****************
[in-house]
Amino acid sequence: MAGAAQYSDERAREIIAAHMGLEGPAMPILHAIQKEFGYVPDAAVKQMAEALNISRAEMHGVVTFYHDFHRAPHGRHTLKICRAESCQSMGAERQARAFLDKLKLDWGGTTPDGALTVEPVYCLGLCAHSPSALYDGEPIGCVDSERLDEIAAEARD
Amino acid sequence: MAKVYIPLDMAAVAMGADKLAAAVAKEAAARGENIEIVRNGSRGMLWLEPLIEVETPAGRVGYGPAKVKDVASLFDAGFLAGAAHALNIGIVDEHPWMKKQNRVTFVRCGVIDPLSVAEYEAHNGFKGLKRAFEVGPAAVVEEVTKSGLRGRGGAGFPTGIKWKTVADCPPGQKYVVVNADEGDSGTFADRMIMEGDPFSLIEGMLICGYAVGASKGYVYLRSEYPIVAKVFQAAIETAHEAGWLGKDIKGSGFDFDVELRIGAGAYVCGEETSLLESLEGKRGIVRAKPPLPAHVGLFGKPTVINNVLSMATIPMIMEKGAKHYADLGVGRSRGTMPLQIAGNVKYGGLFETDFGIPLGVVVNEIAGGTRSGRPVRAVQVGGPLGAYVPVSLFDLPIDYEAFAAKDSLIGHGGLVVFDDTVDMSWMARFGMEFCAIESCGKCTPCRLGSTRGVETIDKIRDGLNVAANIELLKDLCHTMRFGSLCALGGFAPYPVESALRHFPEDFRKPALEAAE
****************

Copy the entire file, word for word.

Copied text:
[in-house]
Amino acid sequence: MAGAAQYSDERAREIIAAHMGLEGPAMPILHAIQKEFGYVPDAAVKQMAEALNISRAEMHGVVTFYHDFHRAPHGRHTLKICRAESCQSMGAERQARAFLDKLKLDWGGTTPDGALTVEPVYCLGLCAHSPSALYDGEPIGCVDSERLDEIAAEARD
Amino acid sequence: MAKVYIPLDMAAVAMGADKLAAAVAKEAAARGENIEIVRNGSRGMLWLEPLIEVETPAGRVGYGPAKVKDVASLFDAGFLAGAAHALNIGIVDEHPWMKKQNRVTFVRCGVIDPLSVAEYEAHNGFKGLKRAFEVGPAAVVEEVTKSGLRGRGGAGFPTGIKWKTVADCPPGQKYVVVNADEGDSGTFADRMIMEGDPFSLIEGMLICGYAVGASKGYVYLRSEYPIVAKVFQAAIETAHEAGWLGKDIKGSGFDFDVELRIGAGAYVCGEETSLLESLEGKRGIVRAKPPLPAHVGLFGKPTVINNVLSMATIPMIMEKGAKHYADLGVGRSRGTMPLQIAGNVKYGGLFETDFGIPLGVVVNEIAGGTRSGRPVRAVQVGGPLGAYVPVSLFDLPIDYEAFAAKDSLIGHGGLVVFDDTVDMSWMARFGMEFCAIESCGKCTPCRLGSTRGVETIDKIRDGLNVAANIELLKDLCHTMRFGSLCALGGFAPYPVESALRHFPEDFRKPALEAAE